Question Eight: Stem Cells
So far the Science Debate 2008 questions have focused on technical issues which most Americans agree are important, even if they disagree over how the problems should be tackled. However, by asking about the federal funding and regulation of stem cells, question eight steps right into the fray of a decade long culture war. That cultural conflict colors both candidates’ Science Debate answers, but what about their legislative history?
Senator Obama and Senator McCain’s Science Debate answers demonstrate two very different ways of tackling this subject. McCain’s answer says nothing about any potential medical benefits of stem cell research, while Obama’s answer begins by laying out possible advances that could result before he explains his position on the issue. However, these answers resemble the candidates’ party’s lines more than their voting history.
Legislation regarding stem cells first began to appear in the Senate in 2000 with S 2015, the Stem Cell Research Act of 2000. The bill never made it out of committee, but began a trend that grew each following year. The 2001-2002 session of Congress saw the introduction of eight stem cell related bills. In the 2005-2006 session, members of Congress introduced 15 stem cell bills. During that 2005-2006 session, Congress began voting on a stem cell bills.
On July 18th, 2006, Congress began voting on America’s stem cell policy. First came S 2754, the Alternative Pluripotent Stem Cell Therapies Enhancement Act. This bill sought to require the Secretary of Health and Human Services to begin developing a method of generating stem cells without the use of an embryo within 90 days of the passage of the bill. The bill passed the Senate unanimously, but failed to pass the House.
Then the Senate voted on S 3504, the Fetus Farming Prohibition Act of 2006, which prohibited the use of any stem cells derived from a human embryo. That bill also passed the Senate unanimously, and eventually went on to become law.
The third act the Senate voted on that day was the most divisive. HR 810, the Stem Cell Research Enhancement Act of 2005, passed the House a year earlier, and passed the Senate 63 to 37. Both candidates voted for the bill, which requested that the Department of Human Health and Service “conduct and support research that utilizes human embryonic stem cells, regardless of the date on which the stem cells were derived from a human embryo, provided such embryos.” In voting for this bill, Senator McCain voted against the majority of his party on both houses of Congress and the President, who went on to veto the bill.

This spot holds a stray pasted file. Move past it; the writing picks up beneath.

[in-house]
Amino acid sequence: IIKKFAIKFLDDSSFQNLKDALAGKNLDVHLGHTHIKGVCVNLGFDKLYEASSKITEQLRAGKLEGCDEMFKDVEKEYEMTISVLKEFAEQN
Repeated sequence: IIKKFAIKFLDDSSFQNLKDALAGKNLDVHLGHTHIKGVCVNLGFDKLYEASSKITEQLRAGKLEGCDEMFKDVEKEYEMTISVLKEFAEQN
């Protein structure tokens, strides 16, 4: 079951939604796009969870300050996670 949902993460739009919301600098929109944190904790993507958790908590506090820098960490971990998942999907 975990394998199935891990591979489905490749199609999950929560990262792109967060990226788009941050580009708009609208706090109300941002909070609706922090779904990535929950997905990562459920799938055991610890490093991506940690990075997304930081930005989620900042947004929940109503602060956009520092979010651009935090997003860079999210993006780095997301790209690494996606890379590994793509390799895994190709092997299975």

On this issue, it seems the legislative history of both candidates contradicts their Science Debate answers. Obama, who in his Science Debate answer said, “I am also aware that there have been suggestions that human stem cells of various types, derived from sources other than embryos, make the use of embryonic stem cells unnecessary. I don’t agree,” voted to fund research on non-embryo derived stem cells and to prevent fetus farming. Conversely, McCain, who said in his Science Debate answer, “I also support funding for other research programs, including amniotic fluid and adult stem cell research which hold much scientific promise and do not involve the use of embryos,” crossed his own party and voted for a bill that ordered research on fetus derived stem cells.
Tomorrow we examine the candidate’s position on the health of the ocean. For those playing along at home, prepare to mark off “McCain mentions his Naval service” on your scorecard.
After a year of winnowing down questions from 38,000 scientists and citizens, Science Debate 2008 sent 14 covering health, research, the environment and science to the presidential candidates. Both Senator McCain and Senator Obama answered the questions, and their answers can be read here. However, it’s easy for a politician to make promises, so _PopSci investigated both senator’s voting records to see if their history matched up with their promises for the future. Each day for the next two weeks we’ll present an analysis of the candidate’s voting records as compared with their answers to the ScienceDebate2008 questions. You can follow the entire series at popsci.com/election, where you can also sign up for an RSS feed._